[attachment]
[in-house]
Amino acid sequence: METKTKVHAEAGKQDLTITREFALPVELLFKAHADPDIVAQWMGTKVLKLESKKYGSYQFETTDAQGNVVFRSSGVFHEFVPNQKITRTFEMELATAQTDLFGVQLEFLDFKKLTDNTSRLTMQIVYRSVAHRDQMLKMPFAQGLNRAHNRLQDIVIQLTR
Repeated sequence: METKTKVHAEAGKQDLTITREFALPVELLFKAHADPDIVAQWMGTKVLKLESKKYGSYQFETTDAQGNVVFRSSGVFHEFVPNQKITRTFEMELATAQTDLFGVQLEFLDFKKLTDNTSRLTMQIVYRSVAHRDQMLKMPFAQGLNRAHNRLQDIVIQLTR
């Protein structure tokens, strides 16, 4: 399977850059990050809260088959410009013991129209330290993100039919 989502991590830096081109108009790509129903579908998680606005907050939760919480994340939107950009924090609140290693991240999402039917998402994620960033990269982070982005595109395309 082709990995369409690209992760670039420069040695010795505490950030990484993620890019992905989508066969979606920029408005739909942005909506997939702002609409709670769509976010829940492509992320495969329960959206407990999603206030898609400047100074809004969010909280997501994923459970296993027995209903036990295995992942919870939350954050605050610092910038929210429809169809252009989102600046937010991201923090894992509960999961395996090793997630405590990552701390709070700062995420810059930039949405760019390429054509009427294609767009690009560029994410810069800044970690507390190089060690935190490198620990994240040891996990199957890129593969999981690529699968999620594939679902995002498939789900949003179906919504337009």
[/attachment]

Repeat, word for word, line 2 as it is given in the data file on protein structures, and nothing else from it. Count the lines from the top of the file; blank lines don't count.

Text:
Amino acid sequence: METKTKVHAEAGKQDLTITREFALPVELLFKAHADPDIVAQWMGTKVLKLESKKYGSYQFETTDAQGNVVFRSSGVFHEFVPNQKITRTFEMELATAQTDLFGVQLEFLDFKKLTDNTSRLTMQIVYRSVAHRDQMLKMPFAQGLNRAHNRLQDIVIQLTR